Truckers in several countries slowed traffic and blocked highways as they demanded a European Union directive on trucking industry working hours as part of a European day of action by truckers.
According to the Agence France Presse, the protest was organized by the European Transport Workers Federation and coincided with a EU transport ministers meeting later today. Truckers want EU transport ministers to adopt a 1998 directive proposed by the European Commission setting a 48-hour work week, averaged over four months.
Hundreds of truckers from many parts of Europe set up roadblocks last night at seven key border crossings in Belgium, France and Germany. Protestors handed out leaflets explaining the protest to private cars, which were allowed through the blockades. Trucks and buses not participating in the protest were turned away.
Unionized truck drivers slowed border traffic in Luxembourg earlier today. A Luxembourg police spokesman reported traffic backed up for miles at the French border.
European Transport Workers Federation spokesman Brenda O'Brien told AFP, "We know that many, many truckers drive 60 to 70 hours a week. That's simply too long from a health and safety point of view."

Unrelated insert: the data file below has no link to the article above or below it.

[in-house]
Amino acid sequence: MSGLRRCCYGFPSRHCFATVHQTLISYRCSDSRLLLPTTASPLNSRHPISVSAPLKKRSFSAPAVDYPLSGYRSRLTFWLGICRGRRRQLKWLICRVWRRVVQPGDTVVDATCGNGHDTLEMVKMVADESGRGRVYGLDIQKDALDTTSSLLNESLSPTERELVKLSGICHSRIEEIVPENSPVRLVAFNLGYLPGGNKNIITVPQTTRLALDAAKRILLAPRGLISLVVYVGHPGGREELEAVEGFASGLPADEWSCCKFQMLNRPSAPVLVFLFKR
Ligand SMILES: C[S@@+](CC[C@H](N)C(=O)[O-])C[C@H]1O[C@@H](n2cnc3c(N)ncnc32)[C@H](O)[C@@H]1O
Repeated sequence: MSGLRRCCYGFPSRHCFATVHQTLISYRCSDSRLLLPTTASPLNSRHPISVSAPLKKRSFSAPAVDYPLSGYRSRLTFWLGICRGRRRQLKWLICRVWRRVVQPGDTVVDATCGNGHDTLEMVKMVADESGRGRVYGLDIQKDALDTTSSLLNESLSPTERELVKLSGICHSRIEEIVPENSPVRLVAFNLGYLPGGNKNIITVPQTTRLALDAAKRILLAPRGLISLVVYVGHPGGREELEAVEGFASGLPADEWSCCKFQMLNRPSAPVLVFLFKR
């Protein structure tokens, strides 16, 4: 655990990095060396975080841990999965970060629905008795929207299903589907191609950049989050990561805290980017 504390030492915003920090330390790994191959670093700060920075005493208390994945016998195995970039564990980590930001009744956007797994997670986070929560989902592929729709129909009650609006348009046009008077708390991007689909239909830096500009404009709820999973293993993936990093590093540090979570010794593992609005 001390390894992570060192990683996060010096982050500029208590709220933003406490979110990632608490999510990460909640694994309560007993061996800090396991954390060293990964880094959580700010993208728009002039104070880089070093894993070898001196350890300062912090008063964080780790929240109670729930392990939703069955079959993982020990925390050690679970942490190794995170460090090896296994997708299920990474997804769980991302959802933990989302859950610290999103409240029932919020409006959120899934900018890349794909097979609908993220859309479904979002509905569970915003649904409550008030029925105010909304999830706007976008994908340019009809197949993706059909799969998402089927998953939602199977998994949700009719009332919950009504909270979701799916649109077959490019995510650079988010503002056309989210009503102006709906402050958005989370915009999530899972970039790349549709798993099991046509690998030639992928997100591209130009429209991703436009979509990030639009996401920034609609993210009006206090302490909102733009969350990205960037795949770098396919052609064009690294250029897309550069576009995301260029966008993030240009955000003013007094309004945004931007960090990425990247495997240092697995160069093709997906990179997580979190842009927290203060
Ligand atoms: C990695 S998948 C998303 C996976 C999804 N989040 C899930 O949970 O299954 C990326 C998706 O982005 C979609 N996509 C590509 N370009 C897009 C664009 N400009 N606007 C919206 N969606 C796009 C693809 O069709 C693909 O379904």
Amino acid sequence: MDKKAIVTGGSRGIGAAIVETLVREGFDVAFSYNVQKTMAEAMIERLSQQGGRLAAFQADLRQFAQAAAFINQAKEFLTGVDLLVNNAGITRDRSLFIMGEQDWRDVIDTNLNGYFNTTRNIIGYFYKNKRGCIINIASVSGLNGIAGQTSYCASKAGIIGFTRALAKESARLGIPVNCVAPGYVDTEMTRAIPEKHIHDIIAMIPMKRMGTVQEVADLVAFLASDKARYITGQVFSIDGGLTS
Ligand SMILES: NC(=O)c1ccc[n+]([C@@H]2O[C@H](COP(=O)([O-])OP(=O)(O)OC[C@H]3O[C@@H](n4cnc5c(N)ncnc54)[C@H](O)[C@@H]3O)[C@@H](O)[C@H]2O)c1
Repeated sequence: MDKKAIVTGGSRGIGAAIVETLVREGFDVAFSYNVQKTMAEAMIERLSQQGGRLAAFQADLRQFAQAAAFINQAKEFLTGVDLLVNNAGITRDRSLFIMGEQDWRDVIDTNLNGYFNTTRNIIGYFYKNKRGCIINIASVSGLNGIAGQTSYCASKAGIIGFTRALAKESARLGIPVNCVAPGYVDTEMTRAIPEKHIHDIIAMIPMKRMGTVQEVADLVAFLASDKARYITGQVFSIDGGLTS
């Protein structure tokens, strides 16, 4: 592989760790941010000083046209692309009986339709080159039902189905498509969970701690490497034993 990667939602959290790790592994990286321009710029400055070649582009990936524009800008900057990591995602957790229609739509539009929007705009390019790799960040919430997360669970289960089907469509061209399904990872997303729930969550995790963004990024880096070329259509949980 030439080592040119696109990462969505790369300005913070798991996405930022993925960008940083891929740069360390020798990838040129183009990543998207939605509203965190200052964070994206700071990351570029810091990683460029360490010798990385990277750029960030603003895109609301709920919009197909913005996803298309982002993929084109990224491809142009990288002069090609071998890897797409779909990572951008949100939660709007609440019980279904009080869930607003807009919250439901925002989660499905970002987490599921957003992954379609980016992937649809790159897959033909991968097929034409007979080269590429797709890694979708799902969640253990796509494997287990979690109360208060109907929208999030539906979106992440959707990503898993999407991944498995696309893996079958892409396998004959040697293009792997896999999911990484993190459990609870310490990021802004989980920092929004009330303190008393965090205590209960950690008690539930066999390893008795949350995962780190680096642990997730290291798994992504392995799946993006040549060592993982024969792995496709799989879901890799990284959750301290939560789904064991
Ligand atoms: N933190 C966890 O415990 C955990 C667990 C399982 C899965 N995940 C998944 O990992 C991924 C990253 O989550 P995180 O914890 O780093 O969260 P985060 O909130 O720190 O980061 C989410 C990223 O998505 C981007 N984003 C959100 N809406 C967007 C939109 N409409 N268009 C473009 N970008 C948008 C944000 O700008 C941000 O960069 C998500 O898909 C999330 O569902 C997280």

Meanwhile, French truckers blocked access to freight terminals in the Channel port of Calais.
According to AFP, about 15 drivers handed out leaflets explaining their grievances, which include a lack of infrastructure at the port and the levying of heavy fines for drivers caught with illegal immigrants on board.
Spanish truckers blocked the two main Franco-Spanish border crossings today to kick off the beginning of a new three-day protest over rising fuel prices. Several hundred truckers set up blockades during the night along the main cross-border rout near the Spanish town of Irun, bringing traffic to a complete halt.
In the northeast part of Spain, more than 2,000 trucks blocked the A-7 motorway, which was backed up about five miles, while further south, another 700 truckers barricaded the A-7 and access roads into Valencia, causing serious traffic problems.
The protest went ahead despite ongoing negotiations between truckers' associations and the government over ways of easing the impact of high fuel prices, said AFP.